/ Asthma / Asthma Triggers / Respiratory Infections / Pneumococcal Disease

Pneumococcal Disease

Many people have never heard of pneumococcal [NOO-muh-kok-uhl] disease. But if you have asthma, you should know how to protect yourself against it. Having asthma makes you more likely to this get this type of infection. It can lead to serious illness and even death.

Pneumococcal disease is a serious bacterial infection. It can cause:

  • Pneumonia
  • Brain and spinal cord infection (meningitis)
  • Bloodstream infections (sepsis)
  • Ear infections

Anyone can get it, but people with asthma are at high risk for serious complications.1

What Happens When You Get Pneumococcal Disease?

Pneumococcal disease can lead to many different illnesses. What illness you get depends on where the bacteria goes in your body. If the bacteria spreads to your lungs, it can cause pneumonia. The bacteria can also get into the bloodstream and cause sepsis. If the bacteria gets to the central nervous system, it can cause meningitis. All forms of pneumococcal disease are very dangerous.2-4

What Is Sepsis?
Each year, at least 1.7 million adults in America develop sepsis.5 The Centers for Disease Control and Prevention (CDC) defines sepsis as the body’s extreme response to an infection. Sepsis happens when an infection you already have − in your skin, lungs, urinary tract, or somewhere else − triggers a chain reaction throughout your body. It is life-threatening. If you don’t get treatment right away, sepsis can quickly lead to tissue damage, organ failure, or death. Sepsis is a medical emergency that needs immediate treatment. If you have an infection that is not getting better or is getting worse, call your doctor right away.
Why Are People With Asthma at Risk?
For people with asthma, pneumococcal disease can be very serious. But doctors don’t fully understand why. It may be because airways with asthma are different. It may make the lungs more likely to be affected by pneumococcal bacteria and infection. Corticosteroids, a common asthma medicine, may also increase your risk because they suppress your immune system.6-8 This is why health care providers say you should get the vaccine for pneumococcal disease if you have asthma.1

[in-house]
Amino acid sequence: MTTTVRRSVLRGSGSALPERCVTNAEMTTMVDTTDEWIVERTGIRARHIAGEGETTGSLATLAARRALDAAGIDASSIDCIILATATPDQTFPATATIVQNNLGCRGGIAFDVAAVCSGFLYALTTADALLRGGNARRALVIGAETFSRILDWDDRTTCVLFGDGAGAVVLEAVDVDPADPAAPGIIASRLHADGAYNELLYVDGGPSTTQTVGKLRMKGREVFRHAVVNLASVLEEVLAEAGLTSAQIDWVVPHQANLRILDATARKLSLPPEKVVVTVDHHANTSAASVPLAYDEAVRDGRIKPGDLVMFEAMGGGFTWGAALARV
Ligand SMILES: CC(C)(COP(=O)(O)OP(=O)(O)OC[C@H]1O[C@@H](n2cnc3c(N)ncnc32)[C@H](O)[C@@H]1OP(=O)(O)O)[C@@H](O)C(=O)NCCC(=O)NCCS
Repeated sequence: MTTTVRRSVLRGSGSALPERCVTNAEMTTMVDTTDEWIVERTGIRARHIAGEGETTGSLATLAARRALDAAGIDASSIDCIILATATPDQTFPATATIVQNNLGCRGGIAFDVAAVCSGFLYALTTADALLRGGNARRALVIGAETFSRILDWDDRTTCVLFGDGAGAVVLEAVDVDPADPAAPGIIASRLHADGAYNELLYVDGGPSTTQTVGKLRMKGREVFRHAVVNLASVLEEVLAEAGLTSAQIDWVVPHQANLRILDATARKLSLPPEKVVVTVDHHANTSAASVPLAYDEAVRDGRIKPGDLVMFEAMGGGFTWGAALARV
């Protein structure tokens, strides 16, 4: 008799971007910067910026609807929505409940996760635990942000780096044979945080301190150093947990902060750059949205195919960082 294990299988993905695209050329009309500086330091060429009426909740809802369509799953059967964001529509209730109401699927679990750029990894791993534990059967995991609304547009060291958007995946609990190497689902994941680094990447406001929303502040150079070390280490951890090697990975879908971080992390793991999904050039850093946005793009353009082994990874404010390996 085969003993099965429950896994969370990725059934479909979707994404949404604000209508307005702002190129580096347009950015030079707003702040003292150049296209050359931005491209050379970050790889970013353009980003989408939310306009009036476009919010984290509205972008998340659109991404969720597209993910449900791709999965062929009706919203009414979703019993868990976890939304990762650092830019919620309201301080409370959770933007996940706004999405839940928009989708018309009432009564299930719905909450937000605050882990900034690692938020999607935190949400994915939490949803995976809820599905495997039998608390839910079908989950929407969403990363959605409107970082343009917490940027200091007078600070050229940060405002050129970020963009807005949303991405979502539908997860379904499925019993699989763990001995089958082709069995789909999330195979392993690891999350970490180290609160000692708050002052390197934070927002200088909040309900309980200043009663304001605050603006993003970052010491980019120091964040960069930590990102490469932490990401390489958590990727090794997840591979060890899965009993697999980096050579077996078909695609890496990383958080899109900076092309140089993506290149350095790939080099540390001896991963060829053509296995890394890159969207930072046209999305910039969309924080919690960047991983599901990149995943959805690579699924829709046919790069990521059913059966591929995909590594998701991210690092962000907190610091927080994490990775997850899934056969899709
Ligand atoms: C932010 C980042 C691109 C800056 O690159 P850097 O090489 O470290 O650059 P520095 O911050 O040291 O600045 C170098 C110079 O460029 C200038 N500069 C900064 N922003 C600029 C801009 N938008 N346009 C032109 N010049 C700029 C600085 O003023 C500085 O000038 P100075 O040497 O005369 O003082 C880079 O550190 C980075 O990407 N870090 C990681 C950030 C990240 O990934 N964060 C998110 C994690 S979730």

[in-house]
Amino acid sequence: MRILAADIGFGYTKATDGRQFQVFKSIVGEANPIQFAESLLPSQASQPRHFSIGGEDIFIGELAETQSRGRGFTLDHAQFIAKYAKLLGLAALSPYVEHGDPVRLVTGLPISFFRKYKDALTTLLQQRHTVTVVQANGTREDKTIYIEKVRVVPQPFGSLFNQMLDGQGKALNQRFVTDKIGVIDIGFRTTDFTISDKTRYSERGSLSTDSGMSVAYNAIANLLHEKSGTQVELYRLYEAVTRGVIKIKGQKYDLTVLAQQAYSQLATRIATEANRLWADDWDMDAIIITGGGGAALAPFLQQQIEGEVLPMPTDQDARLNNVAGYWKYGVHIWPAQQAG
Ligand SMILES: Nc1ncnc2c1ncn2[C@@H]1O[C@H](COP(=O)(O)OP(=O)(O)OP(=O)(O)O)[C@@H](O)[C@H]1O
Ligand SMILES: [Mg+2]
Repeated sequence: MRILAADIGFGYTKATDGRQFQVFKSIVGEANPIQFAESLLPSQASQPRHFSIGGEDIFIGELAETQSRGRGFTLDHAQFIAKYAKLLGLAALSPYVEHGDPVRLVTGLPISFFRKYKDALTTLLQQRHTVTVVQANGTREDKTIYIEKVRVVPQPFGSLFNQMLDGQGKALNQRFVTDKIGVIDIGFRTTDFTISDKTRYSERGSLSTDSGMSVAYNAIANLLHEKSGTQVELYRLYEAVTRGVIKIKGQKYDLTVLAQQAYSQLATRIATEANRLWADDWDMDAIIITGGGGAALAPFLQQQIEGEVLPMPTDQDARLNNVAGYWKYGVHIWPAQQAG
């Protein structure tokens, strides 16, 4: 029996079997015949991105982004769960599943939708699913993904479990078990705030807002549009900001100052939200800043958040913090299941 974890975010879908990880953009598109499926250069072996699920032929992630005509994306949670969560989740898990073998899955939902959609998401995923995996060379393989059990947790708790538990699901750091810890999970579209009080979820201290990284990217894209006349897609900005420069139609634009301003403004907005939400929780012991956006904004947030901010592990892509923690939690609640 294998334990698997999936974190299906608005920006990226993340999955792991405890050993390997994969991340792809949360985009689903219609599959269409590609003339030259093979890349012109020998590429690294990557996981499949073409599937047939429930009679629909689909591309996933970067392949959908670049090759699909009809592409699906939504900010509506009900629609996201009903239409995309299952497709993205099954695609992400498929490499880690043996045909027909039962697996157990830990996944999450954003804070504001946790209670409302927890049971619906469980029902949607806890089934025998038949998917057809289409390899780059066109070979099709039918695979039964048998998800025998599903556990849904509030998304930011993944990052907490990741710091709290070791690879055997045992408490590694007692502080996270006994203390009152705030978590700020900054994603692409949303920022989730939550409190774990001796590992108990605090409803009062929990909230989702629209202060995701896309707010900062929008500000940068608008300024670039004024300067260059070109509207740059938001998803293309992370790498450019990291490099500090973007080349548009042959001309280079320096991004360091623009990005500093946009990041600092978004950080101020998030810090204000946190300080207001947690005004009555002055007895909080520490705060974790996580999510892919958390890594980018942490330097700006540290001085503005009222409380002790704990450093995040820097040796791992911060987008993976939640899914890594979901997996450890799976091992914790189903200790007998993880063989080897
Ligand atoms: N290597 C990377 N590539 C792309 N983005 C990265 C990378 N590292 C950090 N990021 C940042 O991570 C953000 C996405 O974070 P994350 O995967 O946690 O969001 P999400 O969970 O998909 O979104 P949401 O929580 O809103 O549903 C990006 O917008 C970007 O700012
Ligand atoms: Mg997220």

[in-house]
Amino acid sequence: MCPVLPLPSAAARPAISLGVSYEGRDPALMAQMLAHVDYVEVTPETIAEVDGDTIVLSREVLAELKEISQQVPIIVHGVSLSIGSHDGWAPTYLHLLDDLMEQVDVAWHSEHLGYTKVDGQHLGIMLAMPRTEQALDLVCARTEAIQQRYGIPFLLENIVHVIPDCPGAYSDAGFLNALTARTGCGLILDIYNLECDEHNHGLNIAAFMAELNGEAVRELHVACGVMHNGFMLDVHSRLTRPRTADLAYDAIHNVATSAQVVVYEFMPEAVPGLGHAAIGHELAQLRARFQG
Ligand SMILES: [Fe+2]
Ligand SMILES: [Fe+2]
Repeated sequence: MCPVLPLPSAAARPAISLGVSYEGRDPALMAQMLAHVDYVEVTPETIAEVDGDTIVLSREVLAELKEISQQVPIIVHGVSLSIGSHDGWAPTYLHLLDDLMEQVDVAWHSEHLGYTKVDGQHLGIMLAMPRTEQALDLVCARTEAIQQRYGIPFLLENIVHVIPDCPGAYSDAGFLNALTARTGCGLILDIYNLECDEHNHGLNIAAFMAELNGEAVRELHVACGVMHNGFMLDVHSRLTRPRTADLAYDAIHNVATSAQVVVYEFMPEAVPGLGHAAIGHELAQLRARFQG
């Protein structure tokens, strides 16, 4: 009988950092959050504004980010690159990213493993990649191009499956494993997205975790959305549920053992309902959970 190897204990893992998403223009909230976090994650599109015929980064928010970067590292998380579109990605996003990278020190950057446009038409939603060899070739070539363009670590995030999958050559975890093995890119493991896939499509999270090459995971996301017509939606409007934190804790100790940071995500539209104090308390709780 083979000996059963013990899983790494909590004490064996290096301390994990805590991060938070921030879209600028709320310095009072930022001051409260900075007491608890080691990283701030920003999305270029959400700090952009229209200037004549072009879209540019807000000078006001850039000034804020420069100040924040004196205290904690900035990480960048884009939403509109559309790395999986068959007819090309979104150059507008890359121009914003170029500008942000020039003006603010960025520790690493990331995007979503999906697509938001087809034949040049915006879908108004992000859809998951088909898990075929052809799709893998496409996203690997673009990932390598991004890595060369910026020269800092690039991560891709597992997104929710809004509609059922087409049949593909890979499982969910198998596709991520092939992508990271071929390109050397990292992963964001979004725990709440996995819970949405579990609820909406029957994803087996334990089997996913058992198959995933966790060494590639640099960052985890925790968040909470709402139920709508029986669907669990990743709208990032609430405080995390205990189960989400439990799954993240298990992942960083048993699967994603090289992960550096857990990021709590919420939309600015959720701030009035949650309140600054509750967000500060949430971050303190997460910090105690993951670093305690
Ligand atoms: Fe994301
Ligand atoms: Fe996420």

How Is Pneumococcal Disease Spread?
The bacteria live in your throat. You can spread it through coughing, sneezing, or direct contact, like kissing. Not everyone who carries the bacteria gets sick from it. That means it is possible to catch it from someone who seems to be healthy.
What Are the Signs and Symptoms of Pneumococcal Disease?
Every person may have different symptoms. But they usually appear suddenly. You may have a combination of the following symptoms if you get pneumonia, sepsis, or meningitis:

  • Difficulty breathing
  • Chest pain
  • Cough (you may cough up greenish or yellow mucus)
  • Shortness of breath
  • Fever
  • Sweating and chills
  • Stiff neck
  • Disorientation (confusion)

Call your doctor right away if you have any of these symptoms.

Can You Prevent Pneumococcal Disease?
The best way you can avoid getting pneumococcal disease is to get a vaccine. People at risk should get the shot, such as:

  • Children younger than 2 years old
  • Adults 65 and older
  • Adults with weak immune systems
  • Adults who smoke
  • Anyone with a chronic disease, such as asthma or other lung diseases

The pneumococcal vaccine is safe and effective.1 There are two types available. Adults with certain medical conditions may need both shots. This includes adults with asthma who take corticosteroids. Medicare and most insurance companies pay for the shot. Talk to your doctor about which one is right for you.

If you have had a pneumococcal infection in the past, it will not keep you from getting it again. You still need the shot.

Do Kids With Asthma Need the Pneumococcal Vaccine (Shot)?
The pneumococcal vaccine has been recommended for all U.S. infants and young children since 2000. It has worked well protecting infants from the infection.9
How Many Doses of the Pneumococcal Vaccine (Shot) Do I Need?